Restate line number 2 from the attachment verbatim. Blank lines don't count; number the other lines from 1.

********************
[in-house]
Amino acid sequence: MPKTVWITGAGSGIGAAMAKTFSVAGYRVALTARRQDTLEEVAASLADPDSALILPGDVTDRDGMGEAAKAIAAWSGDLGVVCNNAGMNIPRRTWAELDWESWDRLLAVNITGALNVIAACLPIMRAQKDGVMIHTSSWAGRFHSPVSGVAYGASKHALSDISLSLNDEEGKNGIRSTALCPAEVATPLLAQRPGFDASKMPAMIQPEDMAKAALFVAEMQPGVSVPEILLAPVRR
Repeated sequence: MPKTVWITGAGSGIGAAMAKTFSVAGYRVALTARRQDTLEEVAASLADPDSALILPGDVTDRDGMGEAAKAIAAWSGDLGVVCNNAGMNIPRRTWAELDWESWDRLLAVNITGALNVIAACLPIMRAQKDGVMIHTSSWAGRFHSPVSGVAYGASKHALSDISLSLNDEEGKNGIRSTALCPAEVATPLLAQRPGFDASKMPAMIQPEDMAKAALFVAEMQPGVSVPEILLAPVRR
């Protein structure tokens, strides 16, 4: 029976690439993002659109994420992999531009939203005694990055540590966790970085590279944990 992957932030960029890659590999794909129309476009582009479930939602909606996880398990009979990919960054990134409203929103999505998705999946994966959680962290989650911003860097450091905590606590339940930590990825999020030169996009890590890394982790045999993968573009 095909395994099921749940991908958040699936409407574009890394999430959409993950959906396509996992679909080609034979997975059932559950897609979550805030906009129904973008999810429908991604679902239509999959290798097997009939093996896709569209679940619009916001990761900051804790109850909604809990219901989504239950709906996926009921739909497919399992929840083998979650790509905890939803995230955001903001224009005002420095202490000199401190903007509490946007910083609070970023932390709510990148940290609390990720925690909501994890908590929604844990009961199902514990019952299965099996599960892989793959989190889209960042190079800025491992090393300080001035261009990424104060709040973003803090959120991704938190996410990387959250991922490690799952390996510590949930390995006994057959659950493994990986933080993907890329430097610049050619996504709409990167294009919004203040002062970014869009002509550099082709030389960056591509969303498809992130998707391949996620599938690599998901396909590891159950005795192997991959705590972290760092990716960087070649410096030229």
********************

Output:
Amino acid sequence: MPKTVWITGAGSGIGAAMAKTFSVAGYRVALTARRQDTLEEVAASLADPDSALILPGDVTDRDGMGEAAKAIAAWSGDLGVVCNNAGMNIPRRTWAELDWESWDRLLAVNITGALNVIAACLPIMRAQKDGVMIHTSSWAGRFHSPVSGVAYGASKHALSDISLSLNDEEGKNGIRSTALCPAEVATPLLAQRPGFDASKMPAMIQPEDMAKAALFVAEMQPGVSVPEILLAPVRR